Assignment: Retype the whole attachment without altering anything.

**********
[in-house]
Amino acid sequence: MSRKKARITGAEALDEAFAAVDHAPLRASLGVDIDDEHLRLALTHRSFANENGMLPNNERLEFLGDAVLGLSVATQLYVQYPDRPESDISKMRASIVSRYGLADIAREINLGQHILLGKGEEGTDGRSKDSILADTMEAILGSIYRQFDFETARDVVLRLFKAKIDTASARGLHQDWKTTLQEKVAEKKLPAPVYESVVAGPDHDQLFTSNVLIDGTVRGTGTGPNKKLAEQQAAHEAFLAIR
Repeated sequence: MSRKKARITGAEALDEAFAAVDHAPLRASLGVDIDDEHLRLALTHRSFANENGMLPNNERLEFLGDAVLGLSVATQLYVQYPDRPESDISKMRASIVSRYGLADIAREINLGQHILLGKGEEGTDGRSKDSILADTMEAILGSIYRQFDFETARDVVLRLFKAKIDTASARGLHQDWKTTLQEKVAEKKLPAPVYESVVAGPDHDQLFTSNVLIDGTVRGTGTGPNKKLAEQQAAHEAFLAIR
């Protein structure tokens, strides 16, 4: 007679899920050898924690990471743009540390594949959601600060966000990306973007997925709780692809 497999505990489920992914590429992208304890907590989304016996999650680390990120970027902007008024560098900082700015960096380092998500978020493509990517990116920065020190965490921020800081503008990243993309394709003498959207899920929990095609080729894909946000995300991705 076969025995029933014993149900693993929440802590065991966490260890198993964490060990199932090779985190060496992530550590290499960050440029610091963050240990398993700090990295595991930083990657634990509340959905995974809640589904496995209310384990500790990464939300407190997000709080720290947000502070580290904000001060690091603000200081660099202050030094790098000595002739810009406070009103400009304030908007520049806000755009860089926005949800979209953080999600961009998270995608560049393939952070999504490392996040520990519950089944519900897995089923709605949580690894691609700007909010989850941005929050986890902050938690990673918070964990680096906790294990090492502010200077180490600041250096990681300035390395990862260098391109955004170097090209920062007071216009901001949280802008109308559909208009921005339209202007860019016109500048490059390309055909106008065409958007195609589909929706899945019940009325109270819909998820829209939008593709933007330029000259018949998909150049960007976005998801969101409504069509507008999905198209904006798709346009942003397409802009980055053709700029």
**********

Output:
[in-house]
Amino acid sequence: MSRKKARITGAEALDEAFAAVDHAPLRASLGVDIDDEHLRLALTHRSFANENGMLPNNERLEFLGDAVLGLSVATQLYVQYPDRPESDISKMRASIVSRYGLADIAREINLGQHILLGKGEEGTDGRSKDSILADTMEAILGSIYRQFDFETARDVVLRLFKAKIDTASARGLHQDWKTTLQEKVAEKKLPAPVYESVVAGPDHDQLFTSNVLIDGTVRGTGTGPNKKLAEQQAAHEAFLAIR
Repeated sequence: MSRKKARITGAEALDEAFAAVDHAPLRASLGVDIDDEHLRLALTHRSFANENGMLPNNERLEFLGDAVLGLSVATQLYVQYPDRPESDISKMRASIVSRYGLADIAREINLGQHILLGKGEEGTDGRSKDSILADTMEAILGSIYRQFDFETARDVVLRLFKAKIDTASARGLHQDWKTTLQEKVAEKKLPAPVYESVVAGPDHDQLFTSNVLIDGTVRGTGTGPNKKLAEQQAAHEAFLAIR
């Protein structure tokens, strides 16, 4: 007679899920050898924690990471743009540390594949959601600060966000990306973007997925709780692809 497999505990489920992914590429992208304890907590989304016996999650680390990120970027902007008024560098900082700015960096380092998500978020493509990517990116920065020190965490921020800081503008990243993309394709003498959207899920929990095609080729894909946000995300991705 076969025995029933014993149900693993929440802590065991966490260890198993964490060990199932090779985190060496992530550590290499960050440029610091963050240990398993700090990295595991930083990657634990509340959905995974809640589904496995209310384990500790990464939300407190997000709080720290947000502070580290904000001060690091603000200081660099202050030094790098000595002739810009406070009103400009304030908007520049806000755009860089926005949800979209953080999600961009998270995608560049393939952070999504490392996040520990519950089944519900897995089923709605949580690894691609700007909010989850941005929050986890902050938690990673918070964990680096906790294990090492502010200077180490600041250096990681300035390395990862260098391109955004170097090209920062007071216009901001949280802008109308559909208009921005339209202007860019016109500048490059390309055909106008065409958007195609589909929706899945019940009325109270819909998820829209939008593709933007330029000259018949998909150049960007976005998801969101409504069509507008999905198209904006798709346009942003397409802009980055053709700029």